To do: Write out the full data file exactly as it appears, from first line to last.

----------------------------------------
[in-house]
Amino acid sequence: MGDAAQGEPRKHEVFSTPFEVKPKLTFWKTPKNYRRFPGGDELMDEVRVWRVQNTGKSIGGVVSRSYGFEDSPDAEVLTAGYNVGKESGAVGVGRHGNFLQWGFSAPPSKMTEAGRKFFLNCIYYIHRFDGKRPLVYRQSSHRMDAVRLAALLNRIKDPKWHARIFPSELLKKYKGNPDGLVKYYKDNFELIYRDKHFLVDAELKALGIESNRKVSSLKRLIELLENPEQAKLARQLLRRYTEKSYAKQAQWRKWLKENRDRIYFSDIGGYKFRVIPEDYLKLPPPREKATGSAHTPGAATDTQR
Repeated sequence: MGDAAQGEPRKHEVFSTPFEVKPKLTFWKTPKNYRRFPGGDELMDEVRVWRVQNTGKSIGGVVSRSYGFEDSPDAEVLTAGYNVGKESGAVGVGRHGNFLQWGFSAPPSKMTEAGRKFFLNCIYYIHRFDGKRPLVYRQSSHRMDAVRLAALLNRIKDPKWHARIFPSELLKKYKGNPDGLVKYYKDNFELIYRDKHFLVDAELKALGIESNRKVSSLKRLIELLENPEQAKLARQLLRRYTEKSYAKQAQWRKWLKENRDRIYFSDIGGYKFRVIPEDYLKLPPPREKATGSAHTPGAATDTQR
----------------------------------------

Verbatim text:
[in-house]
Amino acid sequence: MGDAAQGEPRKHEVFSTPFEVKPKLTFWKTPKNYRRFPGGDELMDEVRVWRVQNTGKSIGGVVSRSYGFEDSPDAEVLTAGYNVGKESGAVGVGRHGNFLQWGFSAPPSKMTEAGRKFFLNCIYYIHRFDGKRPLVYRQSSHRMDAVRLAALLNRIKDPKWHARIFPSELLKKYKGNPDGLVKYYKDNFELIYRDKHFLVDAELKALGIESNRKVSSLKRLIELLENPEQAKLARQLLRRYTEKSYAKQAQWRKWLKENRDRIYFSDIGGYKFRVIPEDYLKLPPPREKATGSAHTPGAATDTQR
Repeated sequence: MGDAAQGEPRKHEVFSTPFEVKPKLTFWKTPKNYRRFPGGDELMDEVRVWRVQNTGKSIGGVVSRSYGFEDSPDAEVLTAGYNVGKESGAVGVGRHGNFLQWGFSAPPSKMTEAGRKFFLNCIYYIHRFDGKRPLVYRQSSHRMDAVRLAALLNRIKDPKWHARIFPSELLKKYKGNPDGLVKYYKDNFELIYRDKHFLVDAELKALGIESNRKVSSLKRLIELLENPEQAKLARQLLRRYTEKSYAKQAQWRKWLKENRDRIYFSDIGGYKFRVIPEDYLKLPPPREKATGSAHTPGAATDTQR